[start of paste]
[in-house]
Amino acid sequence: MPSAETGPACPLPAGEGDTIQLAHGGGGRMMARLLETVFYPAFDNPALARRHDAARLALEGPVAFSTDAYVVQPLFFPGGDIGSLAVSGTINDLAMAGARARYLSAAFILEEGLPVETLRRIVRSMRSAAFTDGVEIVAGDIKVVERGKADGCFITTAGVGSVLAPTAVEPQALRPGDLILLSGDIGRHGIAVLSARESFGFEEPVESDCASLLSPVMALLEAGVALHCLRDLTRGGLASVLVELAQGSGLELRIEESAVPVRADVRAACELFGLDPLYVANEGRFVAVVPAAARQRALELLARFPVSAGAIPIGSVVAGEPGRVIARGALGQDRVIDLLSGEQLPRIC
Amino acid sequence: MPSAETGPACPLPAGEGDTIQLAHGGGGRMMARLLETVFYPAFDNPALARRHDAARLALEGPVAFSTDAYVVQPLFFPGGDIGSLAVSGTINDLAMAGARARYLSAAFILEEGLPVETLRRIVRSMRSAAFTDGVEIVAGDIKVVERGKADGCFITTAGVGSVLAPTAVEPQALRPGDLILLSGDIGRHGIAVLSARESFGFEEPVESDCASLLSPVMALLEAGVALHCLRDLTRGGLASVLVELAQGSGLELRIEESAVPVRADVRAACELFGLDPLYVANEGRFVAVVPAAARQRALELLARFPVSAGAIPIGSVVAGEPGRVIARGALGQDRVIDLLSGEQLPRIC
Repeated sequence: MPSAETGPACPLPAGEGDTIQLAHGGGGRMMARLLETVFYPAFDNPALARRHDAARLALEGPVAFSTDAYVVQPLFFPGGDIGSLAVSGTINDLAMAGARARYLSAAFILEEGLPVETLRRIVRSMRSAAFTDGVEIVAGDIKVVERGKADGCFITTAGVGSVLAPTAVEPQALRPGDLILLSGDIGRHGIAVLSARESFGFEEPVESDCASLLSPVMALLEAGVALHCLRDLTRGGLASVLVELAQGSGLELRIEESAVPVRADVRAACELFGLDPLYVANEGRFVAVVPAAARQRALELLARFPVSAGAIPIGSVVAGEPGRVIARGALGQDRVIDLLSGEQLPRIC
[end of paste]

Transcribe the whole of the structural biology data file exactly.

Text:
[in-house]
Amino acid sequence: MPSAETGPACPLPAGEGDTIQLAHGGGGRMMARLLETVFYPAFDNPALARRHDAARLALEGPVAFSTDAYVVQPLFFPGGDIGSLAVSGTINDLAMAGARARYLSAAFILEEGLPVETLRRIVRSMRSAAFTDGVEIVAGDIKVVERGKADGCFITTAGVGSVLAPTAVEPQALRPGDLILLSGDIGRHGIAVLSARESFGFEEPVESDCASLLSPVMALLEAGVALHCLRDLTRGGLASVLVELAQGSGLELRIEESAVPVRADVRAACELFGLDPLYVANEGRFVAVVPAAARQRALELLARFPVSAGAIPIGSVVAGEPGRVIARGALGQDRVIDLLSGEQLPRIC
Amino acid sequence: MPSAETGPACPLPAGEGDTIQLAHGGGGRMMARLLETVFYPAFDNPALARRHDAARLALEGPVAFSTDAYVVQPLFFPGGDIGSLAVSGTINDLAMAGARARYLSAAFILEEGLPVETLRRIVRSMRSAAFTDGVEIVAGDIKVVERGKADGCFITTAGVGSVLAPTAVEPQALRPGDLILLSGDIGRHGIAVLSARESFGFEEPVESDCASLLSPVMALLEAGVALHCLRDLTRGGLASVLVELAQGSGLELRIEESAVPVRADVRAACELFGLDPLYVANEGRFVAVVPAAARQRALELLARFPVSAGAIPIGSVVAGEPGRVIARGALGQDRVIDLLSGEQLPRIC
Repeated sequence: MPSAETGPACPLPAGEGDTIQLAHGGGGRMMARLLETVFYPAFDNPALARRHDAARLALEGPVAFSTDAYVVQPLFFPGGDIGSLAVSGTINDLAMAGARARYLSAAFILEEGLPVETLRRIVRSMRSAAFTDGVEIVAGDIKVVERGKADGCFITTAGVGSVLAPTAVEPQALRPGDLILLSGDIGRHGIAVLSARESFGFEEPVESDCASLLSPVMALLEAGVALHCLRDLTRGGLASVLVELAQGSGLELRIEESAVPVRADVRAACELFGLDPLYVANEGRFVAVVPAAARQRALELLARFPVSAGAIPIGSVVAGEPGRVIARGALGQDRVIDLLSGEQLPRIC